• Broken Light Collective •
Inspiring work from people who have a different viewpoint.
[Image from the video].
Inspiration that goes beyond the picture…
Over this weekend I was inspired by a number of things. A film I saw, a wonderful view and the “Broken Light Collective”. I was most inspired by the latter. The Broken Light Collective is one of those organisations that deserves to do well and to inspire people.
The Broken Light Collective
Broken Light’s main goal is to create a safe and accepting environment where photographers of all levels who are affected by mental health issues can display their work, as well as inspire one another to keep going and keep creating, despite the dark or scary places in which they may find themselves.
Broken Light Collective
As a goal it is perhaps understated. I was inspired because of the high quality of the work and the wonderful range of subjects tackled. Modern life is hard enough without coping with additional difficulties. I know that living with a disability should not itself bring ‘hero’ status. Everyone gets on with their lives despite the obstacles we meet. But, a group like this deserves exposure. It is supportive and produces great art work. As such it is well worth noting and telling your friends about.
The Broken Light Collective video
This short video produced by the Broken Light Collective is a little gem. Fine photography and great compositions are all composed in a beautiful show. If you have the time, take a browse around the website Broken Light Collective. Again, some wonderful work.
Broken Light Photography Collective
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Damon Guy (Netkonnexion)
Damon is a writer-photographer and editor of this site. He has run some major websites, a computing department and a digital image library. He started out as a trained teacher and now runs training for digital photogs.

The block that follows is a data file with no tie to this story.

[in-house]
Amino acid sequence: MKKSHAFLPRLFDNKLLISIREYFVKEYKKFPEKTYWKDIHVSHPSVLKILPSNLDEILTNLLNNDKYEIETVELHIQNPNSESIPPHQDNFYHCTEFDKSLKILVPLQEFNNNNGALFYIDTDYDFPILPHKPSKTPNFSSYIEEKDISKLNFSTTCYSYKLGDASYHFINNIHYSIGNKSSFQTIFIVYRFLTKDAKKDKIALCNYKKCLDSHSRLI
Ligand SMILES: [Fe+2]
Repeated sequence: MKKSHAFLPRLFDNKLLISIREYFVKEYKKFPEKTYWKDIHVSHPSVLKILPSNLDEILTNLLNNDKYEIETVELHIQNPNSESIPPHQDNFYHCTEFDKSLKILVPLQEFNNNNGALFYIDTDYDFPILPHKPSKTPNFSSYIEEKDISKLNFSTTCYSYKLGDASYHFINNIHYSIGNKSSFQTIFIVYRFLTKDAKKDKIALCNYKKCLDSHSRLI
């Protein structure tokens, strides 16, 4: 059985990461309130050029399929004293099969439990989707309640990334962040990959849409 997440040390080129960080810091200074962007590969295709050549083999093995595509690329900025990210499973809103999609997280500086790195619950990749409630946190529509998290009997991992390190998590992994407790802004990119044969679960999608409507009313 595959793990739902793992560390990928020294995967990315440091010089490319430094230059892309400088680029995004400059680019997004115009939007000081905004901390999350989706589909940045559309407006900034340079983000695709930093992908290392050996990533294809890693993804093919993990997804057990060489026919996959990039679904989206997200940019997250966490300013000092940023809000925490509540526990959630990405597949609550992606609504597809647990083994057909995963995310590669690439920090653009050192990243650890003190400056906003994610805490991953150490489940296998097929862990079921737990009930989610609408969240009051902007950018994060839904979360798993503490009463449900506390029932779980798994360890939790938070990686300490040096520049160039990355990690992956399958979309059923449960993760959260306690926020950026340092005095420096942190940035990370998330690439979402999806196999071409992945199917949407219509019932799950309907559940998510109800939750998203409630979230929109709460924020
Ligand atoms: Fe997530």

See also: Editors ‘Bio’
By Damon Guy see his profile on Google+.
• Winter Bliss • By Kyle McDougall
Winter photogrpahy – free your vision.
Too often the dull, dim and dank days of Winter leave us cold. Venturing out? Winter photography? Noooo! Yet Winter offers a world of inspiring colours, textures, sights and light not there at other times of the year.
Not grey, great!
Like any other time of the year sunset and sundown are times of the day when the most amazing colours are revealed. The magic of the golden hour pinks and golds is just as exciting in the winter as it is in the summer – and you don’t have to be out so early or so late with shorter days. What is not so obvious to the inexperienced, Winter photography is the power of the winter colours. There is amazing colour, strong colour. However, especially in snowy environments, the golds, pinks and blues are mellowed into a softness that you don’t see at other times of the year. The wonderful pink tones in the image above show the point beautifully.
I have mentioned before in these pages that often the best pictures are captured just after the sun has gone down or just before it comes up. This “blue” period of the day provides infinite tonal blues that caress the eye. I just love these times of day. The great thing is that most photographers have packed up and gone home as the “blue” time starts… you have the stage. Make the best of this time as you will be among the few who use it well.
In Winter, texture wins the day
The lower light levels, and lower angle of light in the sky, often puts off photographers in Winter. But this is the best time to capture some wonderful textures. Muted winter colours and low light combine to create excellent contrasts and micro-shadows. Along with the soft light these environmental factors are a gift to the seeing photographer. Ice, snow and even water take on an almost ethereal glow punctuated by texture. If you can capture that with a good composition your pictures will create wonderful and lasting images in your viewers mind. Look for opportunities to get the sun low in the sky and those lovely early morning or evening tones and shadows from the side.
In your winter photography look for opportunities to express the colours and contrasts that appear. They are different to those you find in the Summer. The subtleties of tone, texture and colour are there for all to see, but only the insightful photographer will make good use of them.
My thanks to Kyle McDougall for his permission to use his photographs.
Posted in Composition, Insights, Light and Lighting, Shooting specific subjects, Tips Tutorials & Techniques
Tagged Colour, Curves, Fine art, Insight, Inspiration, Micro texture, soft light, Softness, Texture, Tone, Winter light